HOTEL HISTORY: From Trolleys to Theatre
LOCATION: Hotel Teatro is ideally located in the heart of downtown Denver, directly across from the Denver Center for Performing Arts and just two blocks from the Colorado Convention Center. The 16th Street Mall, Larimer Square, and the nightlife of Lower Downtown “LoDo” Historic District are only steps from our front door. Coors Field, the Pepsi Center, and Denver Pavilions are also within walking distance. Denver International Airport is 25 miles away. The majestic backdrop of the Colorado Rocky Mountains and the central Denver location makes Hotel Teatro the perfect choice for business or pleasure.
HISTORY: Hotel Teatro occupies a building originally built in 1911 as the Denver Tramway Building. This site was the first location of the Evans Mansion, home of John Evans, Colorado’s second territorial governor.
John’s oldest son, W. G. Evans, became president of the Denver Tramway Company and retained two of Denver’s up and coming architects, William E. and Arthur A. Fisher, to design an eight-story office tower and adjacent three-story car barn. The building’s design combined a modern steel skeleton and Chicago style office space with a traditional Renaissance Revival style edifice of glazed red brick and glazed white terra cotta. This style is carried into the lobby where the use of Tennessee light pink marble flooring and Vermont green marble base were combined with white Arizona marble wainscoting. The elegance can be seen today in the entrance to the hotel as careful attention was paid to preserve this detail.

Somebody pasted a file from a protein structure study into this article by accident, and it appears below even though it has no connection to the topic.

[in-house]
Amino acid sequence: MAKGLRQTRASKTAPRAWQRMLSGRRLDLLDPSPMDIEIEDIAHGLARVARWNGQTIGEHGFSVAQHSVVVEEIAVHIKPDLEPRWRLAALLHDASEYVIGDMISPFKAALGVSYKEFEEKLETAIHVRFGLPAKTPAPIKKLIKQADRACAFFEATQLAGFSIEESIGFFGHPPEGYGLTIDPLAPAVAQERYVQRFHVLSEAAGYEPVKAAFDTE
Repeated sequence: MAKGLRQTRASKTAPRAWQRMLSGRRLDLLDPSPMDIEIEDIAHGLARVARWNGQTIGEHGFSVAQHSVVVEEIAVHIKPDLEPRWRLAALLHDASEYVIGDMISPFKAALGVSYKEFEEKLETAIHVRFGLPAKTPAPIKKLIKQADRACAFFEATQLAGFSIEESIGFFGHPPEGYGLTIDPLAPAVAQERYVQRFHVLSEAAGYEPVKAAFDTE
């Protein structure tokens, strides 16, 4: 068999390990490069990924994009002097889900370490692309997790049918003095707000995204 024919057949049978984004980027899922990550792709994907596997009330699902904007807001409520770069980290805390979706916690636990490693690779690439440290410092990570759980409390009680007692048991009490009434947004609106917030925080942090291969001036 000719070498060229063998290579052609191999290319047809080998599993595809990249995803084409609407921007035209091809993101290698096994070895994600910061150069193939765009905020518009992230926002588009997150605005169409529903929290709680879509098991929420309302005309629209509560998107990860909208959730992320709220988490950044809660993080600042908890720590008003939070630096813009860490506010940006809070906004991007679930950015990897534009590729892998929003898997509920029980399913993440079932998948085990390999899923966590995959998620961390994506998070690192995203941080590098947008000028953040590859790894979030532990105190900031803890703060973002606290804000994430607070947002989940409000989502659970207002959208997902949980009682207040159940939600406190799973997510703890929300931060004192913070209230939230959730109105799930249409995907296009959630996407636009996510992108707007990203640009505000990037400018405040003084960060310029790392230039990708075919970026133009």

After World War II, transportation by streetcar became obsolete in Denver. The University of Colorado at Denver (CU Denver) then purchased the Tramway Building as the nucleus of its downtown campus. The school faculty moved into the Tramway offices and the area where trolleys once parked was converted into classrooms.
By the late eighties, CU Denver had moved all of its facilities across Cherry Creek to the Auraria Campus. In 1991, Denver Center for the Performing Arts purchased the car barn portion of the building for the offices, workshop, and storage area. The tower part of the Tramway building stood vacant for several years.
In 1997, Astonbridge Partners and David Owen Tyrba Architects began the restoration of the building into the exquisite hotel that now stands today. The proximity to the Performing Arts Complex was the inspiration for the name Teatro, which means theatre in Italian. Hotel Teatro is designed to blend the grandeur of yesterday with the modern conveniences available today.